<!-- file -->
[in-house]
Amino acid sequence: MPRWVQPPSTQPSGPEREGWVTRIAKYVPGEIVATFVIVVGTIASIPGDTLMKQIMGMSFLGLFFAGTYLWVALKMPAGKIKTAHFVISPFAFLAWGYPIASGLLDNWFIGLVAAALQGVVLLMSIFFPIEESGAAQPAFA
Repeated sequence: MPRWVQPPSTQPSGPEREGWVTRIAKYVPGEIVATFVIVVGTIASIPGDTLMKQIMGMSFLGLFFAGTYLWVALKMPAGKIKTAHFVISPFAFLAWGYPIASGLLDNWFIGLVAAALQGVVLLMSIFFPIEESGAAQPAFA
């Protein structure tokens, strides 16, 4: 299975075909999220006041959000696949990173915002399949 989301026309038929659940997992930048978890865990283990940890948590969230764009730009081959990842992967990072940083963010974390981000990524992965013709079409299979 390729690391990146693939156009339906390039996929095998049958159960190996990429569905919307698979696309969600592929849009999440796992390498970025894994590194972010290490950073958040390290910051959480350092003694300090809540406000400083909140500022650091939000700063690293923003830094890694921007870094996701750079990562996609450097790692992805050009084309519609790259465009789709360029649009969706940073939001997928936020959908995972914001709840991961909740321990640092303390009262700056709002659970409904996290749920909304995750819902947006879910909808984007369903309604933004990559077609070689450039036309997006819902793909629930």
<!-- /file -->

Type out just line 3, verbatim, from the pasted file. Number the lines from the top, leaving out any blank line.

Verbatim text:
Repeated sequence: MPRWVQPPSTQPSGPEREGWVTRIAKYVPGEIVATFVIVVGTIASIPGDTLMKQIMGMSFLGLFFAGTYLWVALKMPAGKIKTAHFVISPFAFLAWGYPIASGLLDNWFIGLVAAALQGVVLLMSIFFPIEESGAAQPAFA